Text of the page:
Because pregnancy increases the amount of blood flowing through the body, including to the skin, many pregnant women do get a rosy glow, but that's not all.
One of the loveliest sights an ornithologist runs across is the iridescent blue found in some birds’ plumage. Sure, cardinals have red feathers and finches have yellow feathers, but if you ever run across the gleaming, almost metallic-looking blue of an indigo bunting, you won’t forget it. The colors shimmer and shine like oil on water. Learn more on this Moment of Science.
Can you recognize a plant cell? Learn about distinguishing a plant cell from an animal cell, on this Moment of Science.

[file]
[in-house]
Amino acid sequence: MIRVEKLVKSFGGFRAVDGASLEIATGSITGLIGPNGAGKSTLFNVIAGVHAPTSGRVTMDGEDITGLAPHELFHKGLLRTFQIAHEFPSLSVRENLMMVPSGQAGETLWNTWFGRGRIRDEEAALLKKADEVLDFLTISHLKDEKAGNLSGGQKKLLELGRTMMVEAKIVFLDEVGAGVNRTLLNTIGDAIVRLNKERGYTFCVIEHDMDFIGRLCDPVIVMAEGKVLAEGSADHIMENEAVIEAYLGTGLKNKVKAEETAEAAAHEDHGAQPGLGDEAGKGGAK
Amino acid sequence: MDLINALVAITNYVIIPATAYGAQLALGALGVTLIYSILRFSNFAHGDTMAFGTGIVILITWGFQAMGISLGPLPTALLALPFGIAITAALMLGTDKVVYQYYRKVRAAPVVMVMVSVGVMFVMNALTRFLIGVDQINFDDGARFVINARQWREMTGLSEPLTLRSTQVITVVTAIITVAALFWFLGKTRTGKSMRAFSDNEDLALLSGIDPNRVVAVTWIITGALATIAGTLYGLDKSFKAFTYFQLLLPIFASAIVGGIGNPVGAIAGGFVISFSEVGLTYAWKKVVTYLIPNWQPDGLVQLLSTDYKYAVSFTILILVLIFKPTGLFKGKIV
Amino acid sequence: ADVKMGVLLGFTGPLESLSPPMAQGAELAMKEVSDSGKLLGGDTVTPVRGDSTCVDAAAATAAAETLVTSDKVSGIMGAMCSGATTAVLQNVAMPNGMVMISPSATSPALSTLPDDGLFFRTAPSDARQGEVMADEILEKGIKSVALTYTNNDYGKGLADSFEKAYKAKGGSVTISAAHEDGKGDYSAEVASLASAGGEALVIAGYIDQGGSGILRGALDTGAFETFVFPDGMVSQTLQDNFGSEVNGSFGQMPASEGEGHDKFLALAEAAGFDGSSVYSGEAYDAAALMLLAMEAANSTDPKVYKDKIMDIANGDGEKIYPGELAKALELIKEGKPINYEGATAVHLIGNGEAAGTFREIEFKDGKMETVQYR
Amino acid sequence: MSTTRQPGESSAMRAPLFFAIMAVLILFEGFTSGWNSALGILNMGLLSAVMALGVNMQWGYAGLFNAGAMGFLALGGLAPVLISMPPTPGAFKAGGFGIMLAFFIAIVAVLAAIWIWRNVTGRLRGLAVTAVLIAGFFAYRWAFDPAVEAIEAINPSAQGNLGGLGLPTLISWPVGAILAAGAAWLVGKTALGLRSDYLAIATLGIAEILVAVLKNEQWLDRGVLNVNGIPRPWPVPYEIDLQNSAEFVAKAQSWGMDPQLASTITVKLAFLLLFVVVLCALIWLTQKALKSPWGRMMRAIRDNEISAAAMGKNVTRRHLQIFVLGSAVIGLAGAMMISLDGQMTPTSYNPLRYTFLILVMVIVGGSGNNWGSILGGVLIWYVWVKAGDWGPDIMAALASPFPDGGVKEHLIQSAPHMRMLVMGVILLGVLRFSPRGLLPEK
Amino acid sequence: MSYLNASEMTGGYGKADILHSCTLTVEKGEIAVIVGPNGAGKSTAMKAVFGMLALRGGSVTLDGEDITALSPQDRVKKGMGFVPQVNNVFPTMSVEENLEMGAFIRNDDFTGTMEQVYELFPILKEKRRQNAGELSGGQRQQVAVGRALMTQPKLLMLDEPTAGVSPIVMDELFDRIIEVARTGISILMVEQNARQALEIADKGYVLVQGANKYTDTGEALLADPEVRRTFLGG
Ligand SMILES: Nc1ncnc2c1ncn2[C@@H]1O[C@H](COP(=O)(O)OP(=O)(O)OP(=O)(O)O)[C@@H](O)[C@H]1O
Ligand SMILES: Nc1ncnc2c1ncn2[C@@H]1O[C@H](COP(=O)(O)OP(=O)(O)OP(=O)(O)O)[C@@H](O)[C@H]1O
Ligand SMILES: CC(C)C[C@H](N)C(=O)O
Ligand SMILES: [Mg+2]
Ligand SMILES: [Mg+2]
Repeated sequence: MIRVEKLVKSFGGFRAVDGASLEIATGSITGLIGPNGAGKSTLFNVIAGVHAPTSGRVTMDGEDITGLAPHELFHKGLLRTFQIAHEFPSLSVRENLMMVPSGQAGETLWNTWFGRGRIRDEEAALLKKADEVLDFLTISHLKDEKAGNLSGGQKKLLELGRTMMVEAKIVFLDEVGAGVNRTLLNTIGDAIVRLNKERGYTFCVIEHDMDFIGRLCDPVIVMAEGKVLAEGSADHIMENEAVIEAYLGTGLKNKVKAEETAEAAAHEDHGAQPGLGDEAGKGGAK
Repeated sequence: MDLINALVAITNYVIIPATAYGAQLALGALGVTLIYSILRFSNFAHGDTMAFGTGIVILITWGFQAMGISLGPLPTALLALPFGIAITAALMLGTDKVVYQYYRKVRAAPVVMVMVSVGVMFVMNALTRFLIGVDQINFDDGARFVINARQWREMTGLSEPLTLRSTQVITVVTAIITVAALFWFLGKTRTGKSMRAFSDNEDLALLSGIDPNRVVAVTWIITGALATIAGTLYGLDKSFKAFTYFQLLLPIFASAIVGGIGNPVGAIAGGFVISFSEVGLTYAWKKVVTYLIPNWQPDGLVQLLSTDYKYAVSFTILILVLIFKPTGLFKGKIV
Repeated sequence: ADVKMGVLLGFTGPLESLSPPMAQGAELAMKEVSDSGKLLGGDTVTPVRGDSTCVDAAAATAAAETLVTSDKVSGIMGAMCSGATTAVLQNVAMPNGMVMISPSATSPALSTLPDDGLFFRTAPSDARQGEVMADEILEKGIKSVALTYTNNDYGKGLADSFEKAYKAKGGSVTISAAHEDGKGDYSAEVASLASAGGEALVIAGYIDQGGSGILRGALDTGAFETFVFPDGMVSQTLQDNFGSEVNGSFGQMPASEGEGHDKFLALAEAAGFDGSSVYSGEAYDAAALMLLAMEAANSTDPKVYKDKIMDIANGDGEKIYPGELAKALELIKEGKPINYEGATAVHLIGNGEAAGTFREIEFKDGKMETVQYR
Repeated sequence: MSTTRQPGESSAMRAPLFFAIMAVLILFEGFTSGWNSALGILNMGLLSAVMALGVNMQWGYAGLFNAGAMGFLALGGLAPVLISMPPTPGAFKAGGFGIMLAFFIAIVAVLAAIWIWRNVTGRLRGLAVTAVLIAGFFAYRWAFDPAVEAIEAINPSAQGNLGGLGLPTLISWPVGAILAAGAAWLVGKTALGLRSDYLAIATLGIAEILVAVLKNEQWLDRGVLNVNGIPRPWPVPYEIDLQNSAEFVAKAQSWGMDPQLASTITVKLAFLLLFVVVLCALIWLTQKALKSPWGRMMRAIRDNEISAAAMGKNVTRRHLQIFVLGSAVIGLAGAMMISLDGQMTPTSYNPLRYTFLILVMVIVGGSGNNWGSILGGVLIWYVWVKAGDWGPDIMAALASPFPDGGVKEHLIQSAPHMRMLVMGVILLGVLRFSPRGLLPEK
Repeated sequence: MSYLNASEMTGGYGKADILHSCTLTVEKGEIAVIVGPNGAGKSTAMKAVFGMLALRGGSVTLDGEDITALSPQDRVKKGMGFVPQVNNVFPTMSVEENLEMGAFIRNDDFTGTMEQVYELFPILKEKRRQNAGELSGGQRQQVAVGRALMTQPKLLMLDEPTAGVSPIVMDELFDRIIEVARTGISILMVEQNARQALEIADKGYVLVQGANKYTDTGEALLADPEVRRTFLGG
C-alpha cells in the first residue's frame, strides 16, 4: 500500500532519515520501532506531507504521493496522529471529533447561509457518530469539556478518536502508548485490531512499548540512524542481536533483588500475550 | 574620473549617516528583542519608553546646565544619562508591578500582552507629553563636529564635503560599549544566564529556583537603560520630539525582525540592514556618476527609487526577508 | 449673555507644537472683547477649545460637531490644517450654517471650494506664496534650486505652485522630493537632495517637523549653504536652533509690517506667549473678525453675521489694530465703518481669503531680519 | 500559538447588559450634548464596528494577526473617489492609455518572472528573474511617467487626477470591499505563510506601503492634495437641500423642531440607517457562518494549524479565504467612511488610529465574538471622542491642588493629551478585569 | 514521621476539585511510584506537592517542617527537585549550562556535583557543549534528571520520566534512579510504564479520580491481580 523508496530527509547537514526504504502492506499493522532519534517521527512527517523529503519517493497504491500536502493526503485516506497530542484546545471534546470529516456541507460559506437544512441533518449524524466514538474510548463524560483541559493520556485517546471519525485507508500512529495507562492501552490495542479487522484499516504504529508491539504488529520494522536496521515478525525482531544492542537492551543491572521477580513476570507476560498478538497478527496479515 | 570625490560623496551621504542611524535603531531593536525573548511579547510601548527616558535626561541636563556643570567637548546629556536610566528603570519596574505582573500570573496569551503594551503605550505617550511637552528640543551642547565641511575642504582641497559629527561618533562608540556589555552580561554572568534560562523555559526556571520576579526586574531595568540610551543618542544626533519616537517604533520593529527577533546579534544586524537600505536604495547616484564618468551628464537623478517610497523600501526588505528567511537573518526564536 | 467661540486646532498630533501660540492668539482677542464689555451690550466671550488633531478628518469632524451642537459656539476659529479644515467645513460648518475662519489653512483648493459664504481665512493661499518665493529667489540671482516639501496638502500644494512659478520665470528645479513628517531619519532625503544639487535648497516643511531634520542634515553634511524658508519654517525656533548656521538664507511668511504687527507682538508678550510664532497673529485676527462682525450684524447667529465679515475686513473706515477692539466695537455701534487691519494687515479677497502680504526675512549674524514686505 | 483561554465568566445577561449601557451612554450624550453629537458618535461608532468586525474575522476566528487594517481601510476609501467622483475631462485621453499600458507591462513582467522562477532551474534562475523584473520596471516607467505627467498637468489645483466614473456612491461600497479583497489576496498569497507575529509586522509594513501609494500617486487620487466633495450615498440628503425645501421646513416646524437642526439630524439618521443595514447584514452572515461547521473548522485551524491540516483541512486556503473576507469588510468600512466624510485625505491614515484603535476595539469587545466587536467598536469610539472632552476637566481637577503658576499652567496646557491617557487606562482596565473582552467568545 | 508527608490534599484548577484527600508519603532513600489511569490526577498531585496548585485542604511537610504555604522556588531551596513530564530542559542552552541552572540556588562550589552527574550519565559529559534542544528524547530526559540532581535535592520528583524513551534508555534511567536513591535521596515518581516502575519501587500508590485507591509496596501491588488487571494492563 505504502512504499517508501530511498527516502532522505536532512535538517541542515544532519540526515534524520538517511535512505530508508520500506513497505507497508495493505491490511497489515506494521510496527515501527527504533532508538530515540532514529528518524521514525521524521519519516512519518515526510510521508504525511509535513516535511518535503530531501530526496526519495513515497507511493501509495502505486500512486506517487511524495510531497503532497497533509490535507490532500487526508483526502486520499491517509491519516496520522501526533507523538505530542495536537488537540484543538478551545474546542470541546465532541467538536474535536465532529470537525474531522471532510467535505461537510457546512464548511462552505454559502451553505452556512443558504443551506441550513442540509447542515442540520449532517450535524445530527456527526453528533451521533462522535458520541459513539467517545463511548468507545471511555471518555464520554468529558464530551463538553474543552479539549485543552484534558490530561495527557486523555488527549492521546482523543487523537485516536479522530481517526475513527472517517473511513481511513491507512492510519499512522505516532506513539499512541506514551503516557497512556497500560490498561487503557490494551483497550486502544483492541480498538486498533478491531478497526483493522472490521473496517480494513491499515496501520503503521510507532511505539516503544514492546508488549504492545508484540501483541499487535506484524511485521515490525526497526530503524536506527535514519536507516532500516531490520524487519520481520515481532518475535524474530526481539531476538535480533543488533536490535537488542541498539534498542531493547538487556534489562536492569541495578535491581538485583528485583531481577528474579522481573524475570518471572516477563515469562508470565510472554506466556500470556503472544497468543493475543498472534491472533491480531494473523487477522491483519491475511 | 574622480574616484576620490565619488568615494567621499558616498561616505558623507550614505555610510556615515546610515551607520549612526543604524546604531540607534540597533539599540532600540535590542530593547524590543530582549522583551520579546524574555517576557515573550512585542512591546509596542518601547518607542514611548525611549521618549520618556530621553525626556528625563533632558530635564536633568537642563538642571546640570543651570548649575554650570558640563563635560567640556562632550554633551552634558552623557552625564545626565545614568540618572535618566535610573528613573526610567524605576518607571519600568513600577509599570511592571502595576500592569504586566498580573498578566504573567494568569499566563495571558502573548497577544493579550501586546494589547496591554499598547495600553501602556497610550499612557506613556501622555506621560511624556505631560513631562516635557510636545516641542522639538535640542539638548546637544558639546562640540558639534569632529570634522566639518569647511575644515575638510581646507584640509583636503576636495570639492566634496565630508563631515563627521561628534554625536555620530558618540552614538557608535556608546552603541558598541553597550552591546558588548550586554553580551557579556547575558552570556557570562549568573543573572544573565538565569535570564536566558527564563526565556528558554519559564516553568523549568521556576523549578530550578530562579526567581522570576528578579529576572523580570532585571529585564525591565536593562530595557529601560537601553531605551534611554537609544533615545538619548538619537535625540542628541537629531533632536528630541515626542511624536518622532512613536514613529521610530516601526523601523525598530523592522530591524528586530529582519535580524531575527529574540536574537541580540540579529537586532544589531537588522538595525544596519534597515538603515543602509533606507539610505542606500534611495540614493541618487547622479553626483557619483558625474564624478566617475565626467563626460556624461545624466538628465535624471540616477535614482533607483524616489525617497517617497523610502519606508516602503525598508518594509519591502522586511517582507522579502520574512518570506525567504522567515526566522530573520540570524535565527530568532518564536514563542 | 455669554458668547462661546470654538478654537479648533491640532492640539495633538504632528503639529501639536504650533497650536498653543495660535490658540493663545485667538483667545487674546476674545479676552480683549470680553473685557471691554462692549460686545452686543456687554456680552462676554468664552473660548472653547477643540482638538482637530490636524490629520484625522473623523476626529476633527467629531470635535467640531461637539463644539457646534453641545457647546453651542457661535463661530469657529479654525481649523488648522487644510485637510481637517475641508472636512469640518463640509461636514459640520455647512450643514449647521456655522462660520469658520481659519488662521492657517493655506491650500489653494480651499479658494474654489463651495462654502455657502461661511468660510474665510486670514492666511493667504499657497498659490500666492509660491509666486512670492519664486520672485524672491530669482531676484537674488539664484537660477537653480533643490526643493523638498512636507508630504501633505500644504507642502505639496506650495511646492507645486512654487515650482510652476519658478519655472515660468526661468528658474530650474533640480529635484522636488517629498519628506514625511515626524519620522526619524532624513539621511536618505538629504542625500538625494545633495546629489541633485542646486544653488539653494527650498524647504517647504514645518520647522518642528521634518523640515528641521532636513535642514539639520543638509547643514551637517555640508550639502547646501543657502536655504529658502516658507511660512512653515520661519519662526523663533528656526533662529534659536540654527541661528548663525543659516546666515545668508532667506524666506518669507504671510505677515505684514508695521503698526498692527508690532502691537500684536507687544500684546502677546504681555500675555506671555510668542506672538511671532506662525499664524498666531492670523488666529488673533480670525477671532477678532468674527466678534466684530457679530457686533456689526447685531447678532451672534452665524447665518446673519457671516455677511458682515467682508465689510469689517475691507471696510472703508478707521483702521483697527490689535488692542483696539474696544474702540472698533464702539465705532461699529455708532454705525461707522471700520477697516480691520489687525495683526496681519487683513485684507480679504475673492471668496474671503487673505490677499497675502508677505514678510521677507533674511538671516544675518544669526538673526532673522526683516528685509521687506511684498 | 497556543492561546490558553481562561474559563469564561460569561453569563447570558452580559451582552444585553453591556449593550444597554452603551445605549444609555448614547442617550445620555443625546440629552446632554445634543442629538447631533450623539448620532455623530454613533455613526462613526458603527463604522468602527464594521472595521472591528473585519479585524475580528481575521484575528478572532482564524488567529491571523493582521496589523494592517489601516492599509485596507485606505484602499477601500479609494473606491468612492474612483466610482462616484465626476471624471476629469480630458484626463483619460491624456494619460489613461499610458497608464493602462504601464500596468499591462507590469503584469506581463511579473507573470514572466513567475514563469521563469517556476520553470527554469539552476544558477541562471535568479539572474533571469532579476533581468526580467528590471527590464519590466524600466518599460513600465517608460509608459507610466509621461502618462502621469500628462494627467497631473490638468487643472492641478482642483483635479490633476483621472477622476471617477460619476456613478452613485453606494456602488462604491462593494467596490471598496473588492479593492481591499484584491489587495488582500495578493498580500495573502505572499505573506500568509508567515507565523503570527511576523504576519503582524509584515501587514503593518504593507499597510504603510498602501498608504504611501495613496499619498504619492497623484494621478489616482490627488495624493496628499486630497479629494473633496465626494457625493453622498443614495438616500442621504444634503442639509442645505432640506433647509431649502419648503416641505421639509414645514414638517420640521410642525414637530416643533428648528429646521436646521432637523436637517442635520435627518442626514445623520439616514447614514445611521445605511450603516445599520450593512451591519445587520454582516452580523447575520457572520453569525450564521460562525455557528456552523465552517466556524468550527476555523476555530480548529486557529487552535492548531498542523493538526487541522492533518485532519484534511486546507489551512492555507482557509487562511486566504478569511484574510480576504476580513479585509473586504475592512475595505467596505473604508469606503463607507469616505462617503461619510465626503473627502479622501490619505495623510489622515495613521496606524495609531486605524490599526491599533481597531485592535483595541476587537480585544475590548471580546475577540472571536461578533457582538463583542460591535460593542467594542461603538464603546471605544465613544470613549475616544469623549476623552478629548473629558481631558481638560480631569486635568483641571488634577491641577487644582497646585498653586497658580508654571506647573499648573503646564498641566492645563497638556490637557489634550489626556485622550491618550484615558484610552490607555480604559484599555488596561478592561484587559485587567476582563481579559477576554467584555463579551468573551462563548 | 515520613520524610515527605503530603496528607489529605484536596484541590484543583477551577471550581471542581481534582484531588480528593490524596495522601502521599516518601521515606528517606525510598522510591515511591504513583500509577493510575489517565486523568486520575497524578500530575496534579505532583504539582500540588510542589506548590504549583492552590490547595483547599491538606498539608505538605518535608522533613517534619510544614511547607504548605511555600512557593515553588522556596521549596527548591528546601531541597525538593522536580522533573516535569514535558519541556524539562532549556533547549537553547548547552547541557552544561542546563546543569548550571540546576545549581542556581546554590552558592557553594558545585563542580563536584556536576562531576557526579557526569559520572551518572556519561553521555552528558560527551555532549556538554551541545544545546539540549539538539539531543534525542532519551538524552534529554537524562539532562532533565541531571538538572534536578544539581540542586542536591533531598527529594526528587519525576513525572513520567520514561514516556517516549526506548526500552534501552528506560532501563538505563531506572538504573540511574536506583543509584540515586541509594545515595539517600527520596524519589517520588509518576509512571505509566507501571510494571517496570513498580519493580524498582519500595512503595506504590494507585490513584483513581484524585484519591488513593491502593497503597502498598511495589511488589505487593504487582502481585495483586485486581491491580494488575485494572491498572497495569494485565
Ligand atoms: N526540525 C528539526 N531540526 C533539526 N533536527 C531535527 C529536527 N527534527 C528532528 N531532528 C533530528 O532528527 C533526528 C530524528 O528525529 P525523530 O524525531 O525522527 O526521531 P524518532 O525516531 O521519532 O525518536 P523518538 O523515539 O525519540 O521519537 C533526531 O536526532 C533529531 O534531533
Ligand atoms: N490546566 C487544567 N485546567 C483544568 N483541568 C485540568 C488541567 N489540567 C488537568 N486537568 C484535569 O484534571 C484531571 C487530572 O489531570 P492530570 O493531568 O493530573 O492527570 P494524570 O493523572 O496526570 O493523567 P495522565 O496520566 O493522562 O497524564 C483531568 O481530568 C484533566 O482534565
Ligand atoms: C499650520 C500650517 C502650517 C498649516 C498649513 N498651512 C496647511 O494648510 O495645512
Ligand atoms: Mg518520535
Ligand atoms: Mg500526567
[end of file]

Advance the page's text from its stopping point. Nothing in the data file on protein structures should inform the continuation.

Did you know that snow in some parts of the world can appear colorful? Learn more on this Moment of Science: Rainbow Snow.
Lack of pigment also makes eyes extremely sensitive to bright light. The pigment that determines whether your eyes are blue, brown, green, or gray normally helps to filter out stray light.
Today, on A Moment of Science, why lips go dry. Let’s start by reviewing the ways in which the surface of our lips is different from the surface of the skin on the rest of our bodies. Basically, our lips are made of the same mucus membrane that coats the inside of our mouths. This […]
Ever wonder if you can actually turn blue while holding your breath? Find out on this Moment of Science.